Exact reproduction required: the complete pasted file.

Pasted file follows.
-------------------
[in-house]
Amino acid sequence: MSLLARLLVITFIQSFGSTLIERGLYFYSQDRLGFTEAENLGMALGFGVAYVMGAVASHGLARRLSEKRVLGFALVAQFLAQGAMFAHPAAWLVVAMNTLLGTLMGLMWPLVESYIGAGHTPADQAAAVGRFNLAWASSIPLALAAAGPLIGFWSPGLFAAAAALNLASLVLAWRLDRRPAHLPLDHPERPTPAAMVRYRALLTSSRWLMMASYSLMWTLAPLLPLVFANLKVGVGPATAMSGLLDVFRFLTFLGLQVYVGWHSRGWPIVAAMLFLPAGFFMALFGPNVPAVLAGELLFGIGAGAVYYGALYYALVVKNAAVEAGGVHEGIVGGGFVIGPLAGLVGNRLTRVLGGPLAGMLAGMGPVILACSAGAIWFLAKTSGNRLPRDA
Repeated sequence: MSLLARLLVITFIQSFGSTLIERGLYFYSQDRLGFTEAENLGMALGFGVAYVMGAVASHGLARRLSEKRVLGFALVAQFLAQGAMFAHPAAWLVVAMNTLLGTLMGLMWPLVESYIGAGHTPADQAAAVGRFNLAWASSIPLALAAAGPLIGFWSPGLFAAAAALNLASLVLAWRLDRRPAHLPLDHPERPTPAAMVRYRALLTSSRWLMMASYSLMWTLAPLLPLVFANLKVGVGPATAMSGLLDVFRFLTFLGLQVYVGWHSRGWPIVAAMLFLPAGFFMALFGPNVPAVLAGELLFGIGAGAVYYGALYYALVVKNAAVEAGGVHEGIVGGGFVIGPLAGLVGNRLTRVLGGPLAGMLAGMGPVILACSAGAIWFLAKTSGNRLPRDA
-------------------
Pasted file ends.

[in-house]
Amino acid sequence: MSLLARLLVITFIQSFGSTLIERGLYFYSQDRLGFTEAENLGMALGFGVAYVMGAVASHGLARRLSEKRVLGFALVAQFLAQGAMFAHPAAWLVVAMNTLLGTLMGLMWPLVESYIGAGHTPADQAAAVGRFNLAWASSIPLALAAAGPLIGFWSPGLFAAAAALNLASLVLAWRLDRRPAHLPLDHPERPTPAAMVRYRALLTSSRWLMMASYSLMWTLAPLLPLVFANLKVGVGPATAMSGLLDVFRFLTFLGLQVYVGWHSRGWPIVAAMLFLPAGFFMALFGPNVPAVLAGELLFGIGAGAVYYGALYYALVVKNAAVEAGGVHEGIVGGGFVIGPLAGLVGNRLTRVLGGPLAGMLAGMGPVILACSAGAIWFLAKTSGNRLPRDA
Repeated sequence: MSLLARLLVITFIQSFGSTLIERGLYFYSQDRLGFTEAENLGMALGFGVAYVMGAVASHGLARRLSEKRVLGFALVAQFLAQGAMFAHPAAWLVVAMNTLLGTLMGLMWPLVESYIGAGHTPADQAAAVGRFNLAWASSIPLALAAAGPLIGFWSPGLFAAAAALNLASLVLAWRLDRRPAHLPLDHPERPTPAAMVRYRALLTSSRWLMMASYSLMWTLAPLLPLVFANLKVGVGPATAMSGLLDVFRFLTFLGLQVYVGWHSRGWPIVAAMLFLPAGFFMALFGPNVPAVLAGELLFGIGAGAVYYGALYYALVVKNAAVEAGGVHEGIVGGGFVIGPLAGLVGNRLTRVLGGPLAGMLAGMGPVILACSAGAIWFLAKTSGNRLPRDA